GWEN IFILL: Jeffrey Brown picks up the story from there.
JEFFREY BROWN: So, how are the events of 25 years ago viewed today in China? And how have those events helped shape today’s China?For that, we turn to Louisa Lim, who’s covered China for the last decade, first for the BBC and now for NPR. She’s the author of “The People’s Republic of Amnesia: Tiananmen Revisited.” And Xiao Qiang is an adjunct professor at the University of California at Berkeley. He’s the founder and editor in chief of China Digital Times, a bilingual China news Web site.
Louisa Lim, let me start with you.
You used the word amnesia. You have a very telling story in your book about taking an image, that famous photo we just saw of the man standing in front of the tank, and showing it to a bunch of university students. Most of them who didn’t know what it was.
LOUISA LIM, NPR: Tiananmen Revisited”: That’s right, I took that picture and I took it around four Beijing universities, those that had been most instrumental in the protests in 1989, and I showed it to 100 students.
And I was really surprised at the level of ignorance. Most of them just looked at it with completely blank faces, no flicker of recognition whatsoever. People asked me questions like, is it Kosovo? Is it South Korea? One person said, it looks like Tiananmen, but it can’t be.
Out of 100 students, only 15 recognized that image. So, I think that really shows the success of the Chinese government in enforcing amnesia, especially amongst young people.
JEFFREY BROWN: So, Xiao Qiang, how much is Tiananmen still a memory or important for dissidents in China? And how strong is that dissident movement today?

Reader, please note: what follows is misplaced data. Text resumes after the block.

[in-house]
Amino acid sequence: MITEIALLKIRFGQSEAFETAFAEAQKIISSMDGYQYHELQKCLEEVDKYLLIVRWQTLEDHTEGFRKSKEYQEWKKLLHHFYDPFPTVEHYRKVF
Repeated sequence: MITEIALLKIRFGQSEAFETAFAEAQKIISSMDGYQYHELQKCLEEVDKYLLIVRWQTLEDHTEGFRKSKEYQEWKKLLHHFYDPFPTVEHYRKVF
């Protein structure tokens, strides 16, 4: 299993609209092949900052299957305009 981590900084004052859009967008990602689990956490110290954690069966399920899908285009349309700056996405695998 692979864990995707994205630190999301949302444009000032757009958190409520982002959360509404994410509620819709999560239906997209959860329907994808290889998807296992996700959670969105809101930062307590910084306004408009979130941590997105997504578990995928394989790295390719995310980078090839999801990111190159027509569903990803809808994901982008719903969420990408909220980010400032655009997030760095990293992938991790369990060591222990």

XIAO QIANG, University of California, Berkeley: Well, I would even say the Tiananmen generation is now simply using the word dissidents, because, remember, 25 years ago, that was an entire generation of Chinese. Even just college students alone, nationwide, participating in the pro-democracy demonstration.
And Beijing, there’s millions and millions of citizens, too, and nationwide. So all of these people, most of us, are alive, and bearing the real remembrance. But it’s been suppressed, been brutally suppressed. And then, the 25 years later, this trauma and this memory, where did it exactly go?
It’s a question of to answer many questions — it’s a question that needs to be answered, but it’s also the answer will tell us where China is going to go tomorrow.
Let’s say Louisa’s question. Many young generations doesn’t know about Tiananmen Square. That is quite true. If you go to China and then you visit a lot of people, you will find the Chinese Communist Party did a very well job — good job on that.
But, on the other hand, on the Internet, you will see the fear of the party, the over 155 keywords being banned relating to the Tiananmen massacre June 4, including — starting from yesterday, including the word, Chinese word today.
It means, if you will search the Chinese today, on the Internet, will surface lots of memorial discussions and articles. Therefore, the censor has to ban that search word.
JEFFREY BROWN: Well, let me ask.
Louisa, you use the term pivot. You talk about Tiananmen as kind of a key pivot leading from one China to today’s China. In what way does it still live on, reverberate and shape what China is today?
LOUISA LIM: Well, I think the party’s post-Tiananmen strategy was absolutely instrumental in shaping the China that we see today.